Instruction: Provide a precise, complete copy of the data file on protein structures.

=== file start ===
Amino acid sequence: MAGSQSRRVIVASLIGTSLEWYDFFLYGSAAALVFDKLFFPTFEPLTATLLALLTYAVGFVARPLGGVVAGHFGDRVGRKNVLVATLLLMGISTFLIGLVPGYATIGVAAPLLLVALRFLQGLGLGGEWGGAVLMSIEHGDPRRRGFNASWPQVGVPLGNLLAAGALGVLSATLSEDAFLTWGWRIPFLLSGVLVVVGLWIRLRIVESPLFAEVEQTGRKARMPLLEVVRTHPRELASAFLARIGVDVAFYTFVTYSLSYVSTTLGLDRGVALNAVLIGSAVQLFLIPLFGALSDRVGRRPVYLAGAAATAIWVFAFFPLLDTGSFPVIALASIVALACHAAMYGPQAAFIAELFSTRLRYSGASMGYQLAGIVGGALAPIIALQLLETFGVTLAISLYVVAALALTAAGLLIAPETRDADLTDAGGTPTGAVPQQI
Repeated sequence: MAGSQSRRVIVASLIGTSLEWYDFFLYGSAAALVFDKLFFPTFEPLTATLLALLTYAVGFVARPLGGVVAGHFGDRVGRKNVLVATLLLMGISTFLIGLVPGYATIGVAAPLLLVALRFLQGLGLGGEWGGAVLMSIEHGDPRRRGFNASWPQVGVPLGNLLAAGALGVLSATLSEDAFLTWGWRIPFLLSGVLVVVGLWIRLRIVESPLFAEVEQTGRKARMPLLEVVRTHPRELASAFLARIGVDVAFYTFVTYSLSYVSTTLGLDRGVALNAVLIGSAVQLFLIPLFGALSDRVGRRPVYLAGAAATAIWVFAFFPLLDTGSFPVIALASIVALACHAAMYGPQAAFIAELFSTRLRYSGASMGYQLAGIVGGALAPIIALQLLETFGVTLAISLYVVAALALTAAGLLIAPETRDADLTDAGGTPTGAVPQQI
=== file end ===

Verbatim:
Amino acid sequence: MAGSQSRRVIVASLIGTSLEWYDFFLYGSAAALVFDKLFFPTFEPLTATLLALLTYAVGFVARPLGGVVAGHFGDRVGRKNVLVATLLLMGISTFLIGLVPGYATIGVAAPLLLVALRFLQGLGLGGEWGGAVLMSIEHGDPRRRGFNASWPQVGVPLGNLLAAGALGVLSATLSEDAFLTWGWRIPFLLSGVLVVVGLWIRLRIVESPLFAEVEQTGRKARMPLLEVVRTHPRELASAFLARIGVDVAFYTFVTYSLSYVSTTLGLDRGVALNAVLIGSAVQLFLIPLFGALSDRVGRRPVYLAGAAATAIWVFAFFPLLDTGSFPVIALASIVALACHAAMYGPQAAFIAELFSTRLRYSGASMGYQLAGIVGGALAPIIALQLLETFGVTLAISLYVVAALALTAAGLLIAPETRDADLTDAGGTPTGAVPQQI
Repeated sequence: MAGSQSRRVIVASLIGTSLEWYDFFLYGSAAALVFDKLFFPTFEPLTATLLALLTYAVGFVARPLGGVVAGHFGDRVGRKNVLVATLLLMGISTFLIGLVPGYATIGVAAPLLLVALRFLQGLGLGGEWGGAVLMSIEHGDPRRRGFNASWPQVGVPLGNLLAAGALGVLSATLSEDAFLTWGWRIPFLLSGVLVVVGLWIRLRIVESPLFAEVEQTGRKARMPLLEVVRTHPRELASAFLARIGVDVAFYTFVTYSLSYVSTTLGLDRGVALNAVLIGSAVQLFLIPLFGALSDRVGRRPVYLAGAAATAIWVFAFFPLLDTGSFPVIALASIVALACHAAMYGPQAAFIAELFSTRLRYSGASMGYQLAGIVGGALAPIIALQLLETFGVTLAISLYVVAALALTAAGLLIAPETRDADLTDAGGTPTGAVPQQI